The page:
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United States v. Carbajal-Argueta

United States District Court, D. New Mexico

December 15, 2016

UNITED STATES OF AMERICA, Plaintiff,
v.
FREDOR EDUARDO CARBAJAL-ARGUETA, Defendant. CR No. 15-2989 KG

          PROPOSED FINDINGS AND RECOMMENDED DISPOSITION

          WILLIAM P. LYNCH UNITED STATES MAGISTRATE JUDGE

         Fredor Eduardo Carbajal-Argueta filed a Motion Under 28 U.S.C. § 2255 and Johnson v. United States, 135 S.Ct. 2551 (2015), to vacate, set aside, or correct sentence. (CV Doc. 1; CR Doc. 33.)[1] He argues that he is entitled to resentencing because a provision in the sentencing guideline for Unlawfully Entering or Remaining in the United States, U.S.S.G. § 2L1.2 (2015), that was used to enhance his sentence is unconstitutionally vague. (See Doc. 1 at 1.) Because I find that Carbajal-Argueta's claims may be resolved on the record alone, I have not conducted an evidentiary hearing. I recommend that his motion be denied.

         Background

         Carbajal-Argueta pleaded guilty on October 7, 2015, to a one count indictment charging him with reentry of a removed alien in violation of 8 U.S.C. § 1326(a) and (b). (CR Docs. 21, 28, 29.) The Presentence Report (“PSR”) calculated a base offense level of 8 under U.S.S.G. § 2L1.2; an enhancement of 16 levels under § 2L1.2(b)(1)(A)(ii) for a prior felony conviction for robbery/carjacking; a reduction of 3 levels for acceptance of responsibility and 2 levels for the plea agreement for a total offense level of 19; a criminal history category of III; and a sentencing range of 37 to 46 months. See PSR at 4, 6, 11.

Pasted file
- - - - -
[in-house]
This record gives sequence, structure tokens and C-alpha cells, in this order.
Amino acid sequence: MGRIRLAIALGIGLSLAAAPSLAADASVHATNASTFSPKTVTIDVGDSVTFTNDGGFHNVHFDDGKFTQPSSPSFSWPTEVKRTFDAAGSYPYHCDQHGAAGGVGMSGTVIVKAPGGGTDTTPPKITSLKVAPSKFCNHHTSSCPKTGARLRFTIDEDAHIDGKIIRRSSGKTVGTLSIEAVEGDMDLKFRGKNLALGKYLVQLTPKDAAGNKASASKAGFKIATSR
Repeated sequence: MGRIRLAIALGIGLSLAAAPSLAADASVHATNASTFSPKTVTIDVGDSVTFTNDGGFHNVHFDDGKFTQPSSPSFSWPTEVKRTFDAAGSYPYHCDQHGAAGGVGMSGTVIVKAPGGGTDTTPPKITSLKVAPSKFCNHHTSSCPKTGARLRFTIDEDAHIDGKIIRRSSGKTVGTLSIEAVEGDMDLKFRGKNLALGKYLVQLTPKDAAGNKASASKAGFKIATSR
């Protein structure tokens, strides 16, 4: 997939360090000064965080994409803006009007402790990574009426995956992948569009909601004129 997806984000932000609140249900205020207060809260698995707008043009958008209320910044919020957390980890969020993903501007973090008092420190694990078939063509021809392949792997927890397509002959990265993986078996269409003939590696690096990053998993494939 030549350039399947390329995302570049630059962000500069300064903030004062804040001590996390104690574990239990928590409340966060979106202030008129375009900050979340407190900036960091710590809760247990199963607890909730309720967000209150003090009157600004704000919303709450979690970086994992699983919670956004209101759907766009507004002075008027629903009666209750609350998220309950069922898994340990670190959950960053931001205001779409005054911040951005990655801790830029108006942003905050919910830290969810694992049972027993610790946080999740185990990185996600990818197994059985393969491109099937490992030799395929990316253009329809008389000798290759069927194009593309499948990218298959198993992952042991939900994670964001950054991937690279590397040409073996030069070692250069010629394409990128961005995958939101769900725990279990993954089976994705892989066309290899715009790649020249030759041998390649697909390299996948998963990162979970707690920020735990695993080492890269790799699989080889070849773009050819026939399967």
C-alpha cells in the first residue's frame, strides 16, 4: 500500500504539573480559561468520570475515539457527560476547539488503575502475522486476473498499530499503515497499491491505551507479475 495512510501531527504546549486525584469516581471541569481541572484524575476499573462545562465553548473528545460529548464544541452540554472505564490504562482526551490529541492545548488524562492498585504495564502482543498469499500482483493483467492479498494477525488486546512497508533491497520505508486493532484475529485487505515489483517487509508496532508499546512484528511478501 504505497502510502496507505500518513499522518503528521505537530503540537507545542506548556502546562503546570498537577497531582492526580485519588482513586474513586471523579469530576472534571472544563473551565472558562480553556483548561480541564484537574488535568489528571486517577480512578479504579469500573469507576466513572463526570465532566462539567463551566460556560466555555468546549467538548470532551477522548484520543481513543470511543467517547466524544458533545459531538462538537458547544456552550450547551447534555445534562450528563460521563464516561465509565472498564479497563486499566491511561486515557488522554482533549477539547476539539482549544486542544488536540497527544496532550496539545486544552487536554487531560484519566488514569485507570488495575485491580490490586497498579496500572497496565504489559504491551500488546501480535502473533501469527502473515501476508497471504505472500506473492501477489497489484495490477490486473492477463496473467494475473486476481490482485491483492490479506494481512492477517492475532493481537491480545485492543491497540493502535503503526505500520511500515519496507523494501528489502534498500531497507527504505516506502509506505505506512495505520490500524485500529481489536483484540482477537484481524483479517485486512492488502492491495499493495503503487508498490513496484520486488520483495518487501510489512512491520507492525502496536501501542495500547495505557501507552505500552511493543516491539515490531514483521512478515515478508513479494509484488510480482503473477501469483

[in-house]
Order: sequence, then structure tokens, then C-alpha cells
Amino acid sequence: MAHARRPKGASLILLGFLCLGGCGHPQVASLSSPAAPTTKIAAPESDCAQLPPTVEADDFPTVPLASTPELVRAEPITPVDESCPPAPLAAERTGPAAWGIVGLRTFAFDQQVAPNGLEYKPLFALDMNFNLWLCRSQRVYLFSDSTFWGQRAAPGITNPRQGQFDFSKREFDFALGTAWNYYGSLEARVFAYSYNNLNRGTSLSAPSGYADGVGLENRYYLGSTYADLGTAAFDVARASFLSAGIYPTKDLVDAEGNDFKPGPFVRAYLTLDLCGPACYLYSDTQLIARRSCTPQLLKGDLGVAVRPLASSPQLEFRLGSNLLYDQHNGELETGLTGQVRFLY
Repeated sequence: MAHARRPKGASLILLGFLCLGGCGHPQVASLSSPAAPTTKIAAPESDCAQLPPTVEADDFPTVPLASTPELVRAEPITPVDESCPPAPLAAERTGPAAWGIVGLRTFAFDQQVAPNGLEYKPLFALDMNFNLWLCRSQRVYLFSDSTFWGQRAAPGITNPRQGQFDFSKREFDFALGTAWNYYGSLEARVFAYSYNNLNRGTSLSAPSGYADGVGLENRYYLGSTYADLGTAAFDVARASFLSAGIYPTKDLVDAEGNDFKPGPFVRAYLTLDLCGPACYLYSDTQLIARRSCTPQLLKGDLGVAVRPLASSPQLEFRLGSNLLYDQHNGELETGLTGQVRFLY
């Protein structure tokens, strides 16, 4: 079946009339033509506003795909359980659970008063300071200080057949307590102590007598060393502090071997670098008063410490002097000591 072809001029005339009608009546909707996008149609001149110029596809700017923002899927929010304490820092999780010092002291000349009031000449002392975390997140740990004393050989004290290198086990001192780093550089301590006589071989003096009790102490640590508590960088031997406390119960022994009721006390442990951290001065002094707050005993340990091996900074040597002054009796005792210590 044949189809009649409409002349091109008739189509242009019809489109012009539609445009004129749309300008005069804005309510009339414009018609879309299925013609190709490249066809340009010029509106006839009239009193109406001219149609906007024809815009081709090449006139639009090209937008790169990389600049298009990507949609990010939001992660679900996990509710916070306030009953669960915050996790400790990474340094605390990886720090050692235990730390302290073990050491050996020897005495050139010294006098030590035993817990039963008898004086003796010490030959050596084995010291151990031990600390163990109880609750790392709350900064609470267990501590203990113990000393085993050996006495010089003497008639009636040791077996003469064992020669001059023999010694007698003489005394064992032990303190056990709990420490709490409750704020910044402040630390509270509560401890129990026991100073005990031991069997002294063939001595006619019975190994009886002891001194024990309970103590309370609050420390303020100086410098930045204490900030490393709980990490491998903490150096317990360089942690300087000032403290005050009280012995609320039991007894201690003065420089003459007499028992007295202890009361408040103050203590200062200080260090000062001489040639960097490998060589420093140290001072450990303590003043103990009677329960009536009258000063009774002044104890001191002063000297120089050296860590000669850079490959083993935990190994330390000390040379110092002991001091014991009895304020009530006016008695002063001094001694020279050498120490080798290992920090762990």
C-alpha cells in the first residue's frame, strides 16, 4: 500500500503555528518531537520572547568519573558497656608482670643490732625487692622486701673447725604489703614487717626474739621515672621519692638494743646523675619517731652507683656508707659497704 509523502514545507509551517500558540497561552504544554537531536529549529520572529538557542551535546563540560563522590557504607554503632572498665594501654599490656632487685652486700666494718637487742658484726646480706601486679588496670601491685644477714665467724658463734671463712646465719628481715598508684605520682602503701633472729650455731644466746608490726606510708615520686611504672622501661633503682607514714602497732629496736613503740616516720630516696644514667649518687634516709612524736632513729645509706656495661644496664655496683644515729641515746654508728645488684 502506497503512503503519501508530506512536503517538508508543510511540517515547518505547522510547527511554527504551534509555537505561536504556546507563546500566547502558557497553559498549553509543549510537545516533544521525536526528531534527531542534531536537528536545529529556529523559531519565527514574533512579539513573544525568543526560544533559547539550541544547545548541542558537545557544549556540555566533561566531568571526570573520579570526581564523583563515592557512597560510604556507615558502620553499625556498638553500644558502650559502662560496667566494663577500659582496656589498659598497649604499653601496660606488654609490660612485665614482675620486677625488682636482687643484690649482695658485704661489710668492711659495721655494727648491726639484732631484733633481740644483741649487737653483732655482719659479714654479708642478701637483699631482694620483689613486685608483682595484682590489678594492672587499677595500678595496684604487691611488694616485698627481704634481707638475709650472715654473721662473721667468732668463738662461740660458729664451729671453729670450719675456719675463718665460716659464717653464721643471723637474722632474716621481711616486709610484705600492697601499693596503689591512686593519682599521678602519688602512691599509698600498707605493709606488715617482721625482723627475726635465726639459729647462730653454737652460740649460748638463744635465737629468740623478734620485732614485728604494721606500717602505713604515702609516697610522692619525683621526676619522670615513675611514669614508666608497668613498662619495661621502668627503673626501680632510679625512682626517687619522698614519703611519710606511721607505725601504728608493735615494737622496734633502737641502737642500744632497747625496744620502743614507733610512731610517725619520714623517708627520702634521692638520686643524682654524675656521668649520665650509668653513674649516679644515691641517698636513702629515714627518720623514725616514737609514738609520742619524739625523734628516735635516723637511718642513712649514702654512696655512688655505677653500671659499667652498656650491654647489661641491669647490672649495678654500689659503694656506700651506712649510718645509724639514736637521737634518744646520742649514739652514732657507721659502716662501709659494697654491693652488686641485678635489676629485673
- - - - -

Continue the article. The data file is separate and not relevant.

Carbajal-Argueta signed a Fast Track Plea Agreement on October 7, 2015, and pleaded guilty before the Honorable Carmen E. Garza, United States Magistrate Judge, on the same day. (CR Doc. 28, 29.) On January 20, 2016, the Honorable Bernard A. Friedman, Senior United States District Judge, sentenced Carbajal-Argueta to 37 months' imprisonment. (CR. Docs. 31, 32.) He did not file a direct appeal. He filed this § 2255 motion on May 9, 2016. (Doc. 1.)

         Standard of Review

         Because Carbajal-Argueta is a pro se litigant, I must construe his pleadings liberally and hold them to a less stringent standard than is required of a party represented by counsel. See Weinbaum v. City of Las Cruces, 541 F.3d 1017, 1029 (10th Cir. 2008) (citing Hall v. Bellmon, 935 F.2d 1106, 1110 (10th Cir. 1991)). Liberal construction requires courts to make some allowance for a pro se litigant's “failure to cite proper legal authority, his confusion of various legal theories, his poor syntax and sentence construction, or his unfamiliarity with pleading requirements.” Garrett v. Selby Connor Maddux & Janer, 425 F.3d 836, 840 (10th Cir. 2005) (quoting Hall, 935 F.2d at 1110) (alterations omitted). Even with these allowances, however, “the court cannot take on the responsibility of serving as the litigant's attorney in constructing arguments and searching the record.” Id.

         Evidentiary Hearing